CAIN: We will do that, Bob. I do respect your objection to the ad. Probably about 30 percent of the feedback was very similar to yours. It was not intended to offend anyone. Being a cancer survivor myself, I am sensitive to that sort of thing.
SCHIEFFER: Would you take the ad down?
CAIN: Well, it's on the Internet. We didn't run it on TV.
SCHIEFFER: Why don't you take it off the Internet.
CAIN: It's impossible to do now. Once you put it on the Internet it goes viral. We could take it off of our Web site but there are other sites that have already picked it up. It's nearly impossible to erase that ad from the Internet.
SCHIEFFER: Have you ever thought of just saying to young people, don't smoke. 400,000 people in America die every year from smoking related-
CAIN: I will have no problem saying that. In fact-
SCHIEFFER: Well, say it right now.
CAIN: Young people of America, all people, do not smoke. It is hazardous and it's dangerous to your health. Don't smoke. I've never smoked and I have encouraged people not to smoke.
SCHIEFFER: It’s not a cool thing to do.
CAIN: It is not a cool thing to do. That's not what I was trying to say. Smoking is is not a cool thing to do.
SCHIEFFER: All right. You talked some about the missteps you have made in the campaign. I want to clear up just a couple of things to make sure your position is on the record. You talk about at one point, talking about immigration, you talked about sealing off the water with an electric fence that had barbed wire on the top and with a sign on it that said this fence can kill you. You said that. Then you went on Meet the Press and told David Gregory, listen I was just kidding. That was a joke. But then the next day you said well an electric fence is part of it. I want to ask you do you think part of solving this problem is putting an electric fence on the border?
CAIN: I believe that solving the illegal immigration problem means solving four problems. First secure the border for real. That will be secure with the fence, not necessarily electric, but a fence. Another part with technology and another part with troops because of some of the areas that are so dangerous. So it will be a combination of the three. Yes, I said that was an over-exaggeration. Secondly we've got to promote the path of citizenship that's already here. We've got to enforce the laws that are already here. And we've got to empower the states to do what the federal government is not doing. I was in Alabama yesterday. They passed some laws and now Justice Department, the Obama administration, is coming down on them just like they came down on Arizona. I don't agree with that. I believe that the actions that Alabama took and that Arizona took to try and defend themselves and then do something about this is the right thing to do.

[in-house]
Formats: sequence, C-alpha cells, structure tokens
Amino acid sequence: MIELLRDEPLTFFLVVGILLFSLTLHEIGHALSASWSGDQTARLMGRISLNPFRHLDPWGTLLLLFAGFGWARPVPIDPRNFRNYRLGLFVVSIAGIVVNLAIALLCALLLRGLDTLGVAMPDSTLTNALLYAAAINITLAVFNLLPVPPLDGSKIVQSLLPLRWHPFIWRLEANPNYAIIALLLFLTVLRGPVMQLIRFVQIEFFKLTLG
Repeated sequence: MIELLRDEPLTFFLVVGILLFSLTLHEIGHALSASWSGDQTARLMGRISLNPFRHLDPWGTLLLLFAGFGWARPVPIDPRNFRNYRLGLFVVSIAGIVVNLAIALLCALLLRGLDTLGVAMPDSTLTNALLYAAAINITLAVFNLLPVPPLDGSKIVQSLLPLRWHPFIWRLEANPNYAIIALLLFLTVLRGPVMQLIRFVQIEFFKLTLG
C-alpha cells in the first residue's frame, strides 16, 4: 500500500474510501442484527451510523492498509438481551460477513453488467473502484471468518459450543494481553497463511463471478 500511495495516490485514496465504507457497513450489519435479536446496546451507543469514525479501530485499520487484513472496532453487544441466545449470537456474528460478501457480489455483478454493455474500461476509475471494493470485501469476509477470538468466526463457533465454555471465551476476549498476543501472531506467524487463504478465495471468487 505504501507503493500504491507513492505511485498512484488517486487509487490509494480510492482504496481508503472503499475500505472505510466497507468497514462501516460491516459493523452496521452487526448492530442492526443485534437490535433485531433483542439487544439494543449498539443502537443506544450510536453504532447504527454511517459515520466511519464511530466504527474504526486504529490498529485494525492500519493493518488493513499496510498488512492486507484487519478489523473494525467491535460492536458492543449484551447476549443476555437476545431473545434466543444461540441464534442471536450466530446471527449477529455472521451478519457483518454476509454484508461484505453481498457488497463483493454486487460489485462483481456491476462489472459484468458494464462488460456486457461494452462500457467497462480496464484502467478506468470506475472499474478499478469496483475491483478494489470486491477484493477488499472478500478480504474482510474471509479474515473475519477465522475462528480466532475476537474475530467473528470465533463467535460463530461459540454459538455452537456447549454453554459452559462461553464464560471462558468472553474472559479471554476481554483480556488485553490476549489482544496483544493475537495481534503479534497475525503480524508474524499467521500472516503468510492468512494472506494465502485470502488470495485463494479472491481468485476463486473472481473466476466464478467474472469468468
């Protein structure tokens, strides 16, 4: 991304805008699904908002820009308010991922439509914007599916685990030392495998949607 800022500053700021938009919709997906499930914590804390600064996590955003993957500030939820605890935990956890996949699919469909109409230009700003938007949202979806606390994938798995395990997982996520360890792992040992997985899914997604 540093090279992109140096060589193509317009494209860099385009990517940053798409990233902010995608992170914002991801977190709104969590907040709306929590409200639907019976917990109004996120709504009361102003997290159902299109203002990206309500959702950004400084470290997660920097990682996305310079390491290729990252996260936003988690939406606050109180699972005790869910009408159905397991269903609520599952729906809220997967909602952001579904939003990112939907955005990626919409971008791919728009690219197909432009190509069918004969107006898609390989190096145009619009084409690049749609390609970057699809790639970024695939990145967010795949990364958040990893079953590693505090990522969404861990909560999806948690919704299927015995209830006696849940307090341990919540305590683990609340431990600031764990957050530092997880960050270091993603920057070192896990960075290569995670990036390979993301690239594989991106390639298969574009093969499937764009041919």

SCHIEFFER: You also said at one point that you might want to back that fence up with a moat and fill it with alligators. Was that a joke too?
CAIN: That was totally in jest, Bob. Some people getting used to my sense of humor and as I get more attention I will tone down the sense of humor until I become President because America needs to get a sense of humor.
SCHIEFFER: That would be pretty expensive by the way.
CAIN (laughing): Right. It probably would.
SCHIEFFER: I want to ask you since we're on the subject of abortion, there was at one point back there when the question of Planned Parenthood came up and you said that it was not planned parenthood, it was really planned genocide because you said Planned Parenthood was trying to put all these centers into the black communities because they wanted to kill black babies before they were born.
SCHIEFFER: You still stand by that?
CAIN: I still standby that.
SCHIEFFER: Do you have any proof that that was the objective of Planned Parenthood?
CAIN: If people go back and look at the history and look at Margaret Sanger's own words that's exactly where that came from. Look up the history. If you go back and look up the history. Secondly, look at where most of them were built. 75 percent of those facilities were built in the black community and Margaret Sanger's own words, she didn't use the word genocide, but she did talk about preventing the increasing number of poor blacks in this country by preventing black babies from being born.
SCHIEFFER: So you would not see any advantage to having young mothers get counsel and advice that Planned Parenthood could give them? I mean, with so many black babies born out of wedlock?
CAIN: There are a lot of centers that offer sincere counseling rather than Planned Parenthood claiming to be those centers when in fact they would rather for the young lady to come in and say they want to get an abortion and facilitate that. Plenty of centers out there genuinely do that. What I'm saying is Planned Parenthood isn't sincere about want to go try to counsel them not to have abortions.